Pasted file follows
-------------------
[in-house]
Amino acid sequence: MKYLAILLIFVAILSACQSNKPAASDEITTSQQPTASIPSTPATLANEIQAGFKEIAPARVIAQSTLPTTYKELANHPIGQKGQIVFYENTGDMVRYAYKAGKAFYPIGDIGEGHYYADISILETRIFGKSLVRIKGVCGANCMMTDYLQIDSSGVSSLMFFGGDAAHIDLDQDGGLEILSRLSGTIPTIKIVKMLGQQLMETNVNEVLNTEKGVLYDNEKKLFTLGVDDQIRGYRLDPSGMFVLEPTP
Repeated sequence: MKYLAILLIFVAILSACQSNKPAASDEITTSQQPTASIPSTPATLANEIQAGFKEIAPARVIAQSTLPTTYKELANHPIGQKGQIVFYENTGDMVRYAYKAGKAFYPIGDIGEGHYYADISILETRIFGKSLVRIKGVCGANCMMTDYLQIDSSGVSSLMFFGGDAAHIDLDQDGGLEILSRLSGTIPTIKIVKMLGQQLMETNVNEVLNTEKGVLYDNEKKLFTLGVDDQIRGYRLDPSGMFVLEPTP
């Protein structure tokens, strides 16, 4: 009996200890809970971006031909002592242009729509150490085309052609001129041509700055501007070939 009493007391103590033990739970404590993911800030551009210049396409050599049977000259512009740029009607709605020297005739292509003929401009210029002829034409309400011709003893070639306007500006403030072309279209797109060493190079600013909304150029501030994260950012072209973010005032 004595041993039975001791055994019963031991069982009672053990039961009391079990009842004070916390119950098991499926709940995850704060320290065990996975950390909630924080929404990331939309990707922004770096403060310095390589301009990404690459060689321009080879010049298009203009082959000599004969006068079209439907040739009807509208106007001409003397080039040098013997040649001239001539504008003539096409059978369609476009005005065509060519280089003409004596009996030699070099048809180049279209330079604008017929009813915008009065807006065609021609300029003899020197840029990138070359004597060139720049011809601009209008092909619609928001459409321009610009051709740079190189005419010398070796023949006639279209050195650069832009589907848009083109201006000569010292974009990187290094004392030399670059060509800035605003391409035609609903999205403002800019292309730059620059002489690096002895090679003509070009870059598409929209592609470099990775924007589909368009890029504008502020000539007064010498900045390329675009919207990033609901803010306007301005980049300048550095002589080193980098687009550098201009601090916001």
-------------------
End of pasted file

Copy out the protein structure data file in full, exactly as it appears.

[in-house]
Amino acid sequence: MKYLAILLIFVAILSACQSNKPAASDEITTSQQPTASIPSTPATLANEIQAGFKEIAPARVIAQSTLPTTYKELANHPIGQKGQIVFYENTGDMVRYAYKAGKAFYPIGDIGEGHYYADISILETRIFGKSLVRIKGVCGANCMMTDYLQIDSSGVSSLMFFGGDAAHIDLDQDGGLEILSRLSGTIPTIKIVKMLGQQLMETNVNEVLNTEKGVLYDNEKKLFTLGVDDQIRGYRLDPSGMFVLEPTP
Repeated sequence: MKYLAILLIFVAILSACQSNKPAASDEITTSQQPTASIPSTPATLANEIQAGFKEIAPARVIAQSTLPTTYKELANHPIGQKGQIVFYENTGDMVRYAYKAGKAFYPIGDIGEGHYYADISILETRIFGKSLVRIKGVCGANCMMTDYLQIDSSGVSSLMFFGGDAAHIDLDQDGGLEILSRLSGTIPTIKIVKMLGQQLMETNVNEVLNTEKGVLYDNEKKLFTLGVDDQIRGYRLDPSGMFVLEPTP
């Protein structure tokens, strides 16, 4: 009996200890809970971006031909002592242009729509150490085309052609001129041509700055501007070939 009493007391103590033990739970404590993911800030551009210049396409050599049977000259512009740029009607709605020297005739292509003929401009210029002829034409309400011709003893070639306007500006403030072309279209797109060493190079600013909304150029501030994260950012072209973010005032 004595041993039975001791055994019963031991069982009672053990039961009391079990009842004070916390119950098991499926709940995850704060320290065990996975950390909630924080929404990331939309990707922004770096403060310095390589301009990404690459060689321009080879010049298009203009082959000599004969006068079209439907040739009807509208106007001409003397080039040098013997040649001239001539504008003539096409059978369609476009005005065509060519280089003409004596009996030699070099048809180049279209330079604008017929009813915008009065807006065609021609300029003899020197840029990138070359004597060139720049011809601009209008092909619609928001459409321009610009051709740079190189005419010398070796023949006639279209050195650069832009589907848009083109201006000569010292974009990187290094004392030399670059060509800035605003391409035609609903999205403002800019292309730059620059002489690096002895090679003509070009870059598409929209592609470099990775924007589909368009890029504008502020000539007064010498900045390329675009919207990033609901803010306007301005980049300048550095002589080193980098687009550098201009601090916001």